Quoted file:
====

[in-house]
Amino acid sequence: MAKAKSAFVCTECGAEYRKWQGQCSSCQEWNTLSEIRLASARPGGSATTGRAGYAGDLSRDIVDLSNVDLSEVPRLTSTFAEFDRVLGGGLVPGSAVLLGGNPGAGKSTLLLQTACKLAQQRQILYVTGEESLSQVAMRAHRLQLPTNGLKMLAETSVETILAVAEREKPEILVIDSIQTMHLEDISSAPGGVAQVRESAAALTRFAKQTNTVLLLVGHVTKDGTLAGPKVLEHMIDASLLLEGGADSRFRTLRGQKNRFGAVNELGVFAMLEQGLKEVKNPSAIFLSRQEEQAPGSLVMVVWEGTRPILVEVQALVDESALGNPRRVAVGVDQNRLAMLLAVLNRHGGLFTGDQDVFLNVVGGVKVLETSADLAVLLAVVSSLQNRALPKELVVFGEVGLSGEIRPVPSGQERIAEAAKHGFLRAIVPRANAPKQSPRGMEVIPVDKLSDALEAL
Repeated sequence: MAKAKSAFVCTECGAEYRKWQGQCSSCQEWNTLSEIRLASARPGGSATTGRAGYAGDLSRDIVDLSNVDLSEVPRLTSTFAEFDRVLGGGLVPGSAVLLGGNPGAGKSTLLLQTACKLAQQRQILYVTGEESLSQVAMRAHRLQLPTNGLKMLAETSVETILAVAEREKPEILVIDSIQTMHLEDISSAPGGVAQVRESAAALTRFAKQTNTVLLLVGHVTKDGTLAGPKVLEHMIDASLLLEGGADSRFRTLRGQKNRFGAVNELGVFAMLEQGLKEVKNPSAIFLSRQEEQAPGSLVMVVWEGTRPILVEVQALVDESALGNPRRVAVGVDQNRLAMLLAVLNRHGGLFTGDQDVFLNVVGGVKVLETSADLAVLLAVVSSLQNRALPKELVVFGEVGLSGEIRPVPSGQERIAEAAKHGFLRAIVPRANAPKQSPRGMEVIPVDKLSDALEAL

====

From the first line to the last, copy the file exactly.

[in-house]
Amino acid sequence: MAKAKSAFVCTECGAEYRKWQGQCSSCQEWNTLSEIRLASARPGGSATTGRAGYAGDLSRDIVDLSNVDLSEVPRLTSTFAEFDRVLGGGLVPGSAVLLGGNPGAGKSTLLLQTACKLAQQRQILYVTGEESLSQVAMRAHRLQLPTNGLKMLAETSVETILAVAEREKPEILVIDSIQTMHLEDISSAPGGVAQVRESAAALTRFAKQTNTVLLLVGHVTKDGTLAGPKVLEHMIDASLLLEGGADSRFRTLRGQKNRFGAVNELGVFAMLEQGLKEVKNPSAIFLSRQEEQAPGSLVMVVWEGTRPILVEVQALVDESALGNPRRVAVGVDQNRLAMLLAVLNRHGGLFTGDQDVFLNVVGGVKVLETSADLAVLLAVVSSLQNRALPKELVVFGEVGLSGEIRPVPSGQERIAEAAKHGFLRAIVPRANAPKQSPRGMEVIPVDKLSDALEAL
Repeated sequence: MAKAKSAFVCTECGAEYRKWQGQCSSCQEWNTLSEIRLASARPGGSATTGRAGYAGDLSRDIVDLSNVDLSEVPRLTSTFAEFDRVLGGGLVPGSAVLLGGNPGAGKSTLLLQTACKLAQQRQILYVTGEESLSQVAMRAHRLQLPTNGLKMLAETSVETILAVAEREKPEILVIDSIQTMHLEDISSAPGGVAQVRESAAALTRFAKQTNTVLLLVGHVTKDGTLAGPKVLEHMIDASLLLEGGADSRFRTLRGQKNRFGAVNELGVFAMLEQGLKEVKNPSAIFLSRQEEQAPGSLVMVVWEGTRPILVEVQALVDESALGNPRRVAVGVDQNRLAMLLAVLNRHGGLFTGDQDVFLNVVGGVKVLETSADLAVLLAVVSSLQNRALPKELVVFGEVGLSGEIRPVPSGQERIAEAAKHGFLRAIVPRANAPKQSPRGMEVIPVDKLSDALEAL